portion of the artwork for Amorak Huey's poetry

The Older Brother’s Guide to Cheating at Monopoly
Amorak Huey

The year of the divorce, all springflood & tornado warning,
Cahaba River swollen beyond reason or containment,
Happy Hollow Road washed out & we were trapped:

ten days of our parents barely able to look at each other.
Chores & games all we had—once the animals were fed
we rolled dice, dealt cards, kept score in too-convenient metaphors:

Life, Careers, Clue, Battleship, Risk. But looking back I find
little narrative, less rhyme scheme
as the lyricism of my parents’ love story unraveled,

my brother & I too young to see beyond our own skin,
our hunger for predictability. We didn’t have TV until a year later
in our father’s apartment so we weren’t yet in the thrall

of The A-Team, Knight Rider, CHiPs—every episode
beginning with an implausible car wreck, vehicles in a pile
with no one injured who couldn’t be pulled free by Ponch or Jon.

Our heroes still lived on baseball cards, everything we needed
to know about their life stories in neat columns of numbers on the back.
It all comes together so obviously, doesn’t it? I am older now

than my parents then, with kids of my own who ask only
for every instant of my attention—not one thing more—
so I sense the sacrifice they made when at last

we talked them into joining us for Monopoly.
We bought, sold, bartered, mortgaged, developed, took second prize
in beauty contest after beauty contest. We passed Go,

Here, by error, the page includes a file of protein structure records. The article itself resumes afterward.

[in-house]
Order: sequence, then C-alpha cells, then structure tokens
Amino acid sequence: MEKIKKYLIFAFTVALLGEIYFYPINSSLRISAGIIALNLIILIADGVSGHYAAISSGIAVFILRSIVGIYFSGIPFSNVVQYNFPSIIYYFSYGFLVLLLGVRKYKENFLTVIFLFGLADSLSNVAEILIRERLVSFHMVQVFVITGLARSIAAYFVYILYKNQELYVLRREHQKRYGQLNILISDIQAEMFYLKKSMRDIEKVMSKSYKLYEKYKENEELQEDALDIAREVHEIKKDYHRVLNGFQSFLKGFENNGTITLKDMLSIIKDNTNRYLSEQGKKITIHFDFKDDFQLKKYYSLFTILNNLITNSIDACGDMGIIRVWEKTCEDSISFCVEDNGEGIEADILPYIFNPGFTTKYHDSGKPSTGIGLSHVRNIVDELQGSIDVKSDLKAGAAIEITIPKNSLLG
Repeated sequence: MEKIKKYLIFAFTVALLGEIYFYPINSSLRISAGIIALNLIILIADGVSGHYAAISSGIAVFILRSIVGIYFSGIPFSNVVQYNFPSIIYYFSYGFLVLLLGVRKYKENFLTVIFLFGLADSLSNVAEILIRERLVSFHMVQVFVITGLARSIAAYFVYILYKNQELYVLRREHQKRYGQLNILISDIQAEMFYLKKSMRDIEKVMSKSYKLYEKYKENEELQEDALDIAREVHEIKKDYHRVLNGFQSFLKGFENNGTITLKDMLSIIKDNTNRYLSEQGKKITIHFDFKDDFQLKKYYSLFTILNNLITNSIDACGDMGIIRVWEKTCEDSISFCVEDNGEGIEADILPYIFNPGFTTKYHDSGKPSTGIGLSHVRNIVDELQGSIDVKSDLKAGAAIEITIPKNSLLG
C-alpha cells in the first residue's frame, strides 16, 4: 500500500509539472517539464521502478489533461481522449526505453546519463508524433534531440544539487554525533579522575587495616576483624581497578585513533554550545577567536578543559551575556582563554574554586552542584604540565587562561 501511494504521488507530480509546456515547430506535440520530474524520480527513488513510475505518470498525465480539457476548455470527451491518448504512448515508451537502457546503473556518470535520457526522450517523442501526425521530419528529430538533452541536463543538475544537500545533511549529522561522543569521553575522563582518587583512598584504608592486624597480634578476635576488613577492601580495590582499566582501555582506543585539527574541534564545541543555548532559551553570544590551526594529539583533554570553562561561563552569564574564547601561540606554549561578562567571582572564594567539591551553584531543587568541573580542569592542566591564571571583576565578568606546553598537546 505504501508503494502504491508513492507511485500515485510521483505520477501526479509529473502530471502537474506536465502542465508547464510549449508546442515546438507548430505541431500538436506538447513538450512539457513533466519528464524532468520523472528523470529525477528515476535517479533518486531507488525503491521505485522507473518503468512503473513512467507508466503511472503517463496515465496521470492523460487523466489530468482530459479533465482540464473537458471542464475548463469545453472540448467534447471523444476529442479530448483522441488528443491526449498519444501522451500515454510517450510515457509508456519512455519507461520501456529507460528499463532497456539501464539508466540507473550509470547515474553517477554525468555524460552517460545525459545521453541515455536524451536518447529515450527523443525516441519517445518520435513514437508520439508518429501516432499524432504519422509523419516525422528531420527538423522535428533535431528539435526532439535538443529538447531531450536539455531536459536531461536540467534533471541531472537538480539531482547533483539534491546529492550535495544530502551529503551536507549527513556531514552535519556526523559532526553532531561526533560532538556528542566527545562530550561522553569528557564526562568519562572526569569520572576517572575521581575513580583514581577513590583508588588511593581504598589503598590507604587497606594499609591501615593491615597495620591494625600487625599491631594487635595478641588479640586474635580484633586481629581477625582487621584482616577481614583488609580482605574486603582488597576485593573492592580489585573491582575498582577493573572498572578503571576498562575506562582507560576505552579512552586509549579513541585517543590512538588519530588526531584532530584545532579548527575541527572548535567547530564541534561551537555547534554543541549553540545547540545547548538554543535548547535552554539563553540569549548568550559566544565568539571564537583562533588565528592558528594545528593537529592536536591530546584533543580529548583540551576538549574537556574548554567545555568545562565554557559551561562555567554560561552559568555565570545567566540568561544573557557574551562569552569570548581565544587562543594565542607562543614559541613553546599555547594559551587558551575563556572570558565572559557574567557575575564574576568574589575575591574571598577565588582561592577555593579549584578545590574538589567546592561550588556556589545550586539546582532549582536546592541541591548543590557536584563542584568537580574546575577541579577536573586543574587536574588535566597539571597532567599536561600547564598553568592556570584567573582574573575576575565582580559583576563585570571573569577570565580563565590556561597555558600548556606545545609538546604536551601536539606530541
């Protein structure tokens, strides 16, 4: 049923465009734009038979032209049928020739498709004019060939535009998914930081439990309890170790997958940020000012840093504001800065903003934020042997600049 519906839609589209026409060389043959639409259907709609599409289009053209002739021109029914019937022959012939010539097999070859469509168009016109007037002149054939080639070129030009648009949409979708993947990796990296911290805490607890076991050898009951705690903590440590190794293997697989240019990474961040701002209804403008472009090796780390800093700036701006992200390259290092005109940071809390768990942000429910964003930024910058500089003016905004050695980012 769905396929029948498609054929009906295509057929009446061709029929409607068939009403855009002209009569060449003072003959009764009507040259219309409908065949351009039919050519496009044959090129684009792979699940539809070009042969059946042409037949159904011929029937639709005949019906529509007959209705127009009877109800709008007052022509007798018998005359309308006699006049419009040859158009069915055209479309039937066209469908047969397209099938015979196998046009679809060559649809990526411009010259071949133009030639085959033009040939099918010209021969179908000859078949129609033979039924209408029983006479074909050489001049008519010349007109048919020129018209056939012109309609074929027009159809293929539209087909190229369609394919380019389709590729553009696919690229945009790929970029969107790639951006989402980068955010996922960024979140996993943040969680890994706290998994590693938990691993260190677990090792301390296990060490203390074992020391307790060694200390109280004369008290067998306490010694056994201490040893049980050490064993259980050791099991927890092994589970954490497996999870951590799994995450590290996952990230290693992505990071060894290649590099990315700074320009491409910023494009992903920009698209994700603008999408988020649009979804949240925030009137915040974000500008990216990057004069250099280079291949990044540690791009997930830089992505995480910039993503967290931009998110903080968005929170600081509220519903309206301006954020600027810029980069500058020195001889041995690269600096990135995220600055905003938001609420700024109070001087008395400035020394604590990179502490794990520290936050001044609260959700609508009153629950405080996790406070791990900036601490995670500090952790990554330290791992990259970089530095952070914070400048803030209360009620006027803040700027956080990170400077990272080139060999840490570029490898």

collected our due, went directly to jail, took rides on the Reading
in this game that refused to end, not even
when the rain stopped & they fixed the road.

My parents had enough, but we would not quit.
Eventually they divided their properties between us,
returned to the dismantling of their marriage,

but my brother & I were committed to see it through.
I’d like to tell you how it ended, to persuade you
that the way things turned out meant something about capitalism,

about the nature of human affairs—but I don’t recall. I’m sure I won,
appointing myself banker & stacking the deck in my favor,
for which I should now apologize, but to whom? For what?

What I do know: That summer it hardly rained at all. In those dusty deadgrass months
we escaped our house gone silent, built a fort in the woods behind the house—
dug a hole ten feet square, four feet deep, covered it with pine boughs,

told no one of its existence. We were working against a deadline,
a season that had stretched endlessly in front of us already
growing shorter by the day & so much to learn about architecture.

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FRiGG: A Magazine of Fiction and Poetry | Issue 39 | Winter 2013